Is that all there is?
If that’s all there is, my friends, then let’s keep dancing
Let’s break out the booze and have a ball
If that’s all there is

What would we do if we learned of an alien visitation from an individual who claimed the aliens that visited him were not as superior as we were led to believe?  What if he said, “They may have been exceptions in the species, but I think I just got visited by a couple of alien hicks.  When they stepped out of their incredibly advanced flying saucer, they were drinking and belching, and the way they spoke made me think they were swearing.  I can’t be sure, but I swear they were drunk.  Then, when they violated me, I think they were laughing while they did it!”  Would we believe this person, or would their story violate our expectations of their superiority so much that this would be the lone alien visitation story that we didn’t believe?  How convincing would this the poor person have to be to override our need to believe that there is something spectacular out there that we have yet to experience?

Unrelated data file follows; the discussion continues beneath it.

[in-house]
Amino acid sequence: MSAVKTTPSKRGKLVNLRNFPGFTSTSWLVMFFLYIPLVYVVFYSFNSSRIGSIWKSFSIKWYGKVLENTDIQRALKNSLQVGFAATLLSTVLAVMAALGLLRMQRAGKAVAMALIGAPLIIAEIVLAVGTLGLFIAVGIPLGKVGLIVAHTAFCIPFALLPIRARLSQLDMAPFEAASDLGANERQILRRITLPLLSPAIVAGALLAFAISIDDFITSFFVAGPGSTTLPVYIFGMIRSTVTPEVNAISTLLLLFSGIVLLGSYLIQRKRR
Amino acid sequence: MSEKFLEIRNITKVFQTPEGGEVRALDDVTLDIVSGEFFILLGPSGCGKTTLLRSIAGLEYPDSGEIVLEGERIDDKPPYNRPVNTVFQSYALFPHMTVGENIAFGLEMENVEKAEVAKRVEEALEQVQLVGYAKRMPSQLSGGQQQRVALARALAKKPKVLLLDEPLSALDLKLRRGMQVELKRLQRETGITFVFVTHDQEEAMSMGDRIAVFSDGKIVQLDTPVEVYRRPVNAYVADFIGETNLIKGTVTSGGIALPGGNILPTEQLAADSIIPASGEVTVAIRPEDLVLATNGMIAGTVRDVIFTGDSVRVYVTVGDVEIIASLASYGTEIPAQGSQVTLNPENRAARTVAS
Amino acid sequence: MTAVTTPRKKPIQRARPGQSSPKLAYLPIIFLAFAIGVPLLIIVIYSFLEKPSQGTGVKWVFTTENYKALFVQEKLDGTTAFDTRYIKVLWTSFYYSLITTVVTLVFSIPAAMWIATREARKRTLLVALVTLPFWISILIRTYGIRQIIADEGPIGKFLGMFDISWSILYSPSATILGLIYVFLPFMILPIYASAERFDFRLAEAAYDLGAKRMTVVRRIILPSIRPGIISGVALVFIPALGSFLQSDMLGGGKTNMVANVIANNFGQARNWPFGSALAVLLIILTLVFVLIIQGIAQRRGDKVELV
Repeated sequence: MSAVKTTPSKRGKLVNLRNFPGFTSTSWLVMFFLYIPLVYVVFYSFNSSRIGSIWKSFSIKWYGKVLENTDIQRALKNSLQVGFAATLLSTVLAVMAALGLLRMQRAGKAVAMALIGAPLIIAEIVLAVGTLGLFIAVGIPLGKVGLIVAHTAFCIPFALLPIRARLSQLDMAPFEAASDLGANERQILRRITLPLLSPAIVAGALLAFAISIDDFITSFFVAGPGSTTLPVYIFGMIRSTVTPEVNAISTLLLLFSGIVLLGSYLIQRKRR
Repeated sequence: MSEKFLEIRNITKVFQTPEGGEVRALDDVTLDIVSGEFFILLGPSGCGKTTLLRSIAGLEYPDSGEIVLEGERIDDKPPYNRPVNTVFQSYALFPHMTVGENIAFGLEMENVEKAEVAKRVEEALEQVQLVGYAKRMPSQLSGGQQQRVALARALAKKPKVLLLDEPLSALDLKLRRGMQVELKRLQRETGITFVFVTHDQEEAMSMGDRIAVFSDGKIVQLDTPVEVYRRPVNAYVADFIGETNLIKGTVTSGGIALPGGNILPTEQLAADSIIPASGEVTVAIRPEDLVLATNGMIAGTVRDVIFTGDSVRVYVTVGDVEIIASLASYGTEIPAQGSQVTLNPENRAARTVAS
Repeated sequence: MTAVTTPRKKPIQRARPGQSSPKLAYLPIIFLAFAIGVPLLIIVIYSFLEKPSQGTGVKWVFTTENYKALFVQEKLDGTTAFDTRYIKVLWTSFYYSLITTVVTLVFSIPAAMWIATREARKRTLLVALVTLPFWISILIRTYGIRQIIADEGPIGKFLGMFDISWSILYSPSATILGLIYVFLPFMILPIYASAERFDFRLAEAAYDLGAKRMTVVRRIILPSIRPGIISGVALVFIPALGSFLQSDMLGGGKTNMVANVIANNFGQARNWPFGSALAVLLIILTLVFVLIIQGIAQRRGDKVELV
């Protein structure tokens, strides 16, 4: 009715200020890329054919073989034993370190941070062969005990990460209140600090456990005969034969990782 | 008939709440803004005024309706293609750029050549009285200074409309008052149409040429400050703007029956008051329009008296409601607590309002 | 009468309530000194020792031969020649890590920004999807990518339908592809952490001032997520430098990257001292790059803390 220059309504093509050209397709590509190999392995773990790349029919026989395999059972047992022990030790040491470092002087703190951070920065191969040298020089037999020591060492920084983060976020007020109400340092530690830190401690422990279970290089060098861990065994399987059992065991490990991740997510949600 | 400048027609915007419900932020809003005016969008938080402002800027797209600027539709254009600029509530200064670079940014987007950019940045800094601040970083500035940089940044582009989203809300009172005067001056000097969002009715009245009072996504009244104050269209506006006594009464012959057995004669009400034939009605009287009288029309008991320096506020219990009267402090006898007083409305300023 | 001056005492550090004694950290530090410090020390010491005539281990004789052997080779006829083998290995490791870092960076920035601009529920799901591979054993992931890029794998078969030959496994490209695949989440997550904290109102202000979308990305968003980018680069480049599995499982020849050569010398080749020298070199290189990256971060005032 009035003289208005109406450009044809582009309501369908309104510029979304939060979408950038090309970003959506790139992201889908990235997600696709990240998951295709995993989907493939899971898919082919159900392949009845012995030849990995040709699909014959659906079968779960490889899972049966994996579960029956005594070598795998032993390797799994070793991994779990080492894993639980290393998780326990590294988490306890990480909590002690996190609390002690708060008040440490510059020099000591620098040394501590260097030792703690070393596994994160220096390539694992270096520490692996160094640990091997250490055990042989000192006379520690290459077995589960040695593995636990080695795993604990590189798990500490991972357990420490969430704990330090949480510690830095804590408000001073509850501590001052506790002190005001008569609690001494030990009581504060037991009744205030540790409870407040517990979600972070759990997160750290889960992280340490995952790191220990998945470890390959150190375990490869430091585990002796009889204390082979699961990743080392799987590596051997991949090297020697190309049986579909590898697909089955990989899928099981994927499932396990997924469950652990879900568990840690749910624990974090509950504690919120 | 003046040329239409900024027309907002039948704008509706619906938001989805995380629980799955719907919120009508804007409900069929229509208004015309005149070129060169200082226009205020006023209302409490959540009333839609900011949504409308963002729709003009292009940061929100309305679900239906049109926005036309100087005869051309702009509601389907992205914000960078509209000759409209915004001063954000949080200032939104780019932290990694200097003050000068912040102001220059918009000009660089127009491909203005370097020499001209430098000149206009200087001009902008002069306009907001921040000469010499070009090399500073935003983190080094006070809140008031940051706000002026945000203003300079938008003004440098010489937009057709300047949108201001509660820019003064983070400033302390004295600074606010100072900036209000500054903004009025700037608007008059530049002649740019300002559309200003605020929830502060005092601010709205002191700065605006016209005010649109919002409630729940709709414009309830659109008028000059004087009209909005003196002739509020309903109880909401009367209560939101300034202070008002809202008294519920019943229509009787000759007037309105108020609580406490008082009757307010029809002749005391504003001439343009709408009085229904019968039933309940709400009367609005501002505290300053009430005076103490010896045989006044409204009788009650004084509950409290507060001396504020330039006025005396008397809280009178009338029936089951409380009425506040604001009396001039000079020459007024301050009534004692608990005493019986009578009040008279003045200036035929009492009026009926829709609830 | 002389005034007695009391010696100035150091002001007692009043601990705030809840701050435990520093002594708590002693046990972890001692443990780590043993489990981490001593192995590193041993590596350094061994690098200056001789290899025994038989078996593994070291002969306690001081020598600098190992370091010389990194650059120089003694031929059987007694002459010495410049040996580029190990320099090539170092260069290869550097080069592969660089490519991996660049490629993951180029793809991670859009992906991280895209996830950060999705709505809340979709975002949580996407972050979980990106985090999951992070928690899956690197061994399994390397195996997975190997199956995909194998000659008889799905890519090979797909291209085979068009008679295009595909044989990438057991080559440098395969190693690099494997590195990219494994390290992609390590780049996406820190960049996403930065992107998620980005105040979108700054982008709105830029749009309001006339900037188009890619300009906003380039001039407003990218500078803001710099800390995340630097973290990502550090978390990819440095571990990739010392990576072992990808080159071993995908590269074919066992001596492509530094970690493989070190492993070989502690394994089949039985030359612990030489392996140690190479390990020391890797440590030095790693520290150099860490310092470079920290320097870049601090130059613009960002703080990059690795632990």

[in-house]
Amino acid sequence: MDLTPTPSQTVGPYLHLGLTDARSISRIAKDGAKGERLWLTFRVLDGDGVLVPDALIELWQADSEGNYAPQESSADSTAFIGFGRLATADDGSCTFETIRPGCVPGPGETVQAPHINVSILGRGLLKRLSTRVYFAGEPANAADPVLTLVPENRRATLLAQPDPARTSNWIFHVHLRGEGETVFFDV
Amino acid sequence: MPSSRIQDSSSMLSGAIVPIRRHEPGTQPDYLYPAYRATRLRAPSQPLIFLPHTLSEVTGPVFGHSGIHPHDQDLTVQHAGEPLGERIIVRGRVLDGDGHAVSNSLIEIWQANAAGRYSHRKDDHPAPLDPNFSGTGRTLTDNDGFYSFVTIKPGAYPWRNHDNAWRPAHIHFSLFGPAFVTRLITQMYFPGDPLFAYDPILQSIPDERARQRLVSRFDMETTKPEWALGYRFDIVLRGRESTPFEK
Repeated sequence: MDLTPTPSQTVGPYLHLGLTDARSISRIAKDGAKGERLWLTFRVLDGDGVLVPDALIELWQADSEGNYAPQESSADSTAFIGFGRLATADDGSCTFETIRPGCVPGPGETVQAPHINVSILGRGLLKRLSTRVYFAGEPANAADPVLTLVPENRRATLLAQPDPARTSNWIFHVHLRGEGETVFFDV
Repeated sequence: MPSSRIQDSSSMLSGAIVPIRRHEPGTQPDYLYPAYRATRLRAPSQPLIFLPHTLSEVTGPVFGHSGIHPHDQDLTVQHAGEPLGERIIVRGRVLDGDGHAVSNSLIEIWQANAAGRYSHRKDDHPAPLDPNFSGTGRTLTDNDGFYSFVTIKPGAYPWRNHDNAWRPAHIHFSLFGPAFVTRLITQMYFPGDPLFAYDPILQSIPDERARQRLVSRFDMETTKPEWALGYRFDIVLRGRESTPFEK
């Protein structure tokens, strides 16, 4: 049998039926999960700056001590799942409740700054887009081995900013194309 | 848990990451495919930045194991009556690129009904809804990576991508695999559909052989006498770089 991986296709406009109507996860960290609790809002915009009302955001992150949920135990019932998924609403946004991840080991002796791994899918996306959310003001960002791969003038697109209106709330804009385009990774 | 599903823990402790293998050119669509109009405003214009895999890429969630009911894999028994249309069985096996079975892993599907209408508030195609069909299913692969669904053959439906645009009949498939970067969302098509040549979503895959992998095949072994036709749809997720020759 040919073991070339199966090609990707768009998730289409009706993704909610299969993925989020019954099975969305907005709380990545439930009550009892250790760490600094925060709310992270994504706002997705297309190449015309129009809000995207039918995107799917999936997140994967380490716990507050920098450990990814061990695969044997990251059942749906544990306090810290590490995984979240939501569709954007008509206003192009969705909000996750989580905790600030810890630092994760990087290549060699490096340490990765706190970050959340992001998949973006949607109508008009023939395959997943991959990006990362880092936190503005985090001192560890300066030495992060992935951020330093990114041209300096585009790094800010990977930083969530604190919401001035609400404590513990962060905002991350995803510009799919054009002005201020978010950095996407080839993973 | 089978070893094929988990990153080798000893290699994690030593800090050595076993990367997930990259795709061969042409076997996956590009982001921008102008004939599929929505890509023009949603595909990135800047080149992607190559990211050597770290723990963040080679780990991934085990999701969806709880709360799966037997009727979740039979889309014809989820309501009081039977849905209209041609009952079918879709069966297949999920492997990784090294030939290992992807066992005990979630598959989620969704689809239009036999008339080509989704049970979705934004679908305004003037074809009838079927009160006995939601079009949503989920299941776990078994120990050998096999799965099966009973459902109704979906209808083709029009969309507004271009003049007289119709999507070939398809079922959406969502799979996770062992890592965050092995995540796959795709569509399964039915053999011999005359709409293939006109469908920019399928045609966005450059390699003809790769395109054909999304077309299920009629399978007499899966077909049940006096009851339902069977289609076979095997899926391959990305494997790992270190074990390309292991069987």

Alien visitation stories also feed into fears of our ultimate destruction.  The subject of the visitation usually relays information from the overlord, alien visitors that suggest that our reliance on war and technology will have an ultimate price if we don’t stop now.   Most aliens appear to be anti-corporate peaceniks.  Due to the fact that aliens are superior, we know that they’ve seen the horrors technology can have on a society, so we could do a lot to stave off our Armageddon if we’d just put our iPods away and go back to our primitive nature.  The advice the aliens give us tend to follow the subject of the visitation’s political philosophy, and it’s usually advice that is as simplistic as the subject appears to be.  “When ordering from a fast food menu, lay off the Biggee portions it’s not good for you,” the wizened alien says in his alien tongue that has been translated to English by the subject.  “Stop driving SUVs, and lay off the cigarettes.  Doobies are fine, but those cigarettes are killing you Tony.”